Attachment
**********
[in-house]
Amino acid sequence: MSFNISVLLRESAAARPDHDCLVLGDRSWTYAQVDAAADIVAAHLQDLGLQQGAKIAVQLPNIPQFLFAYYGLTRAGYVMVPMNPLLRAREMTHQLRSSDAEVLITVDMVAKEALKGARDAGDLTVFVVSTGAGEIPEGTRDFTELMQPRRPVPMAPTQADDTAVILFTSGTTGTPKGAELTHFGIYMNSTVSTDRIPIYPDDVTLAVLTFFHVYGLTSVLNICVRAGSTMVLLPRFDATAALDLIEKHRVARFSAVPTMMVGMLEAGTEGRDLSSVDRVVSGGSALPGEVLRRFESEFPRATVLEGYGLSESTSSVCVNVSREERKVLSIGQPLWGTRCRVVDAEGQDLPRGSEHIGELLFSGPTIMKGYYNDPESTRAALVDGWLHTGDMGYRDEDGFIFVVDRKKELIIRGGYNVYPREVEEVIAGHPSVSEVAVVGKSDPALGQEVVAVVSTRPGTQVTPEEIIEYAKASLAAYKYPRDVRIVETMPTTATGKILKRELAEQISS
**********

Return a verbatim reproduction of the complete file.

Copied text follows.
[in-house]
Amino acid sequence: MSFNISVLLRESAAARPDHDCLVLGDRSWTYAQVDAAADIVAAHLQDLGLQQGAKIAVQLPNIPQFLFAYYGLTRAGYVMVPMNPLLRAREMTHQLRSSDAEVLITVDMVAKEALKGARDAGDLTVFVVSTGAGEIPEGTRDFTELMQPRRPVPMAPTQADDTAVILFTSGTTGTPKGAELTHFGIYMNSTVSTDRIPIYPDDVTLAVLTFFHVYGLTSVLNICVRAGSTMVLLPRFDATAALDLIEKHRVARFSAVPTMMVGMLEAGTEGRDLSSVDRVVSGGSALPGEVLRRFESEFPRATVLEGYGLSESTSSVCVNVSREERKVLSIGQPLWGTRCRVVDAEGQDLPRGSEHIGELLFSGPTIMKGYYNDPESTRAALVDGWLHTGDMGYRDEDGFIFVVDRKKELIIRGGYNVYPREVEEVIAGHPSVSEVAVVGKSDPALGQEVVAVVSTRPGTQVTPEEIIEYAKASLAAYKYPRDVRIVETMPTTATGKILKRELAEQISS